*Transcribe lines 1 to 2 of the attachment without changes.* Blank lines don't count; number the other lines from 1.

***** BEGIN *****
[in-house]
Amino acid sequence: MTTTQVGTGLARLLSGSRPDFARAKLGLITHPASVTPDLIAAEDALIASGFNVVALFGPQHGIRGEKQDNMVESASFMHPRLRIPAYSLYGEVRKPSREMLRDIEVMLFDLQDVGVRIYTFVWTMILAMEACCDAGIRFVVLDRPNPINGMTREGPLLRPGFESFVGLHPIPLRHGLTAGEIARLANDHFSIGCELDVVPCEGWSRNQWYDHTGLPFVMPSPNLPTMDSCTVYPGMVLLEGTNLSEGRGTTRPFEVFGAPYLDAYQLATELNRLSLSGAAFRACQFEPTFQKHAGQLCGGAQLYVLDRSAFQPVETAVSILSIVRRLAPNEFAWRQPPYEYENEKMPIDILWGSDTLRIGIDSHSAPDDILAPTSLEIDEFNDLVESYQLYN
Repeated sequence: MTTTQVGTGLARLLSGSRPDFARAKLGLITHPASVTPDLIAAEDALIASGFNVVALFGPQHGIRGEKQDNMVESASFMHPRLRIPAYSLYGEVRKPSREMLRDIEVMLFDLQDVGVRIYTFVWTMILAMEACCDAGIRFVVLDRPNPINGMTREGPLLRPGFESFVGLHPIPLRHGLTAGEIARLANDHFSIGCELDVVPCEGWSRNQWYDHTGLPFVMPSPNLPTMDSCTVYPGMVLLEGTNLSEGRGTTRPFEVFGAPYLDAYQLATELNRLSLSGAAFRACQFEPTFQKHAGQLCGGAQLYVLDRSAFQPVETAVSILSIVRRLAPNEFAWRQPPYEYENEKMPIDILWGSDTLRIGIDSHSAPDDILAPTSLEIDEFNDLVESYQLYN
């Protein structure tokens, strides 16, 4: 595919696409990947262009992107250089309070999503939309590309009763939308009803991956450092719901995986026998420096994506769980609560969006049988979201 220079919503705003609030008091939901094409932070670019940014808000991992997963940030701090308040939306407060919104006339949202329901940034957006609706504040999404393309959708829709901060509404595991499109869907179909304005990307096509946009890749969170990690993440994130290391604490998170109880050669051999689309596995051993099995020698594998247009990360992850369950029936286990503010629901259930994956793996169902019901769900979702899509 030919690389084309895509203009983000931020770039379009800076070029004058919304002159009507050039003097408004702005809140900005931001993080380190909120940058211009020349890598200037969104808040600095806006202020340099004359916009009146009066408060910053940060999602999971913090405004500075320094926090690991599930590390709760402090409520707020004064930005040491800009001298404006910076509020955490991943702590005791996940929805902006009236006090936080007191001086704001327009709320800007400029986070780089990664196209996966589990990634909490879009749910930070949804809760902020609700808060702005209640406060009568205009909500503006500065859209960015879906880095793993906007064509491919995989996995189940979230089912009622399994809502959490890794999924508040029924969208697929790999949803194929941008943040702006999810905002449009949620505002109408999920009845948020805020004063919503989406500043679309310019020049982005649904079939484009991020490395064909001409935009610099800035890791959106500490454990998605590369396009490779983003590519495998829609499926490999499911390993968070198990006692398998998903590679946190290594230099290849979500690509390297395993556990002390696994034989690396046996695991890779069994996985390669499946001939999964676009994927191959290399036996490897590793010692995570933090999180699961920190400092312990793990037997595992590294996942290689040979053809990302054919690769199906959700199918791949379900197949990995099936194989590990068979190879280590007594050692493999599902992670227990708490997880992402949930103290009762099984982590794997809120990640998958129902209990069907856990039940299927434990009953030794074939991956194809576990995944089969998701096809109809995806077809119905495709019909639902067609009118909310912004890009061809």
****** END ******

[in-house]
Amino acid sequence: MTTTQVGTGLARLLSGSRPDFARAKLGLITHPASVTPDLIAAEDALIASGFNVVALFGPQHGIRGEKQDNMVESASFMHPRLRIPAYSLYGEVRKPSREMLRDIEVMLFDLQDVGVRIYTFVWTMILAMEACCDAGIRFVVLDRPNPINGMTREGPLLRPGFESFVGLHPIPLRHGLTAGEIARLANDHFSIGCELDVVPCEGWSRNQWYDHTGLPFVMPSPNLPTMDSCTVYPGMVLLEGTNLSEGRGTTRPFEVFGAPYLDAYQLATELNRLSLSGAAFRACQFEPTFQKHAGQLCGGAQLYVLDRSAFQPVETAVSILSIVRRLAPNEFAWRQPPYEYENEKMPIDILWGSDTLRIGIDSHSAPDDILAPTSLEIDEFNDLVESYQLYN